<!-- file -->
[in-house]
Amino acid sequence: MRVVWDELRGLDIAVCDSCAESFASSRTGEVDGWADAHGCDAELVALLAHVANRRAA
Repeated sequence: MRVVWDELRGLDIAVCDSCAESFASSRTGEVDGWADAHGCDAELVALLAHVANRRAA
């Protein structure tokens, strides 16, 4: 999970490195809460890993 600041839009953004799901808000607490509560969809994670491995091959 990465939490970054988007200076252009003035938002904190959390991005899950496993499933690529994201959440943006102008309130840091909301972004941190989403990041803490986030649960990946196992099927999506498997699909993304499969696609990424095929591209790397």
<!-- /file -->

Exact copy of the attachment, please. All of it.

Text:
[in-house]
Amino acid sequence: MRVVWDELRGLDIAVCDSCAESFASSRTGEVDGWADAHGCDAELVALLAHVANRRAA
Repeated sequence: MRVVWDELRGLDIAVCDSCAESFASSRTGEVDGWADAHGCDAELVALLAHVANRRAA
């Protein structure tokens, strides 16, 4: 999970490195809460890993 600041839009953004799901808000607490509560969809994670491995091959 990465939490970054988007200076252009003035938002904190959390991005899950496993499933690529994201959440943006102008309130840091909301972004941190989403990041803490986030649960990946196992099927999506498997699909993304499969696609990424095929591209790397």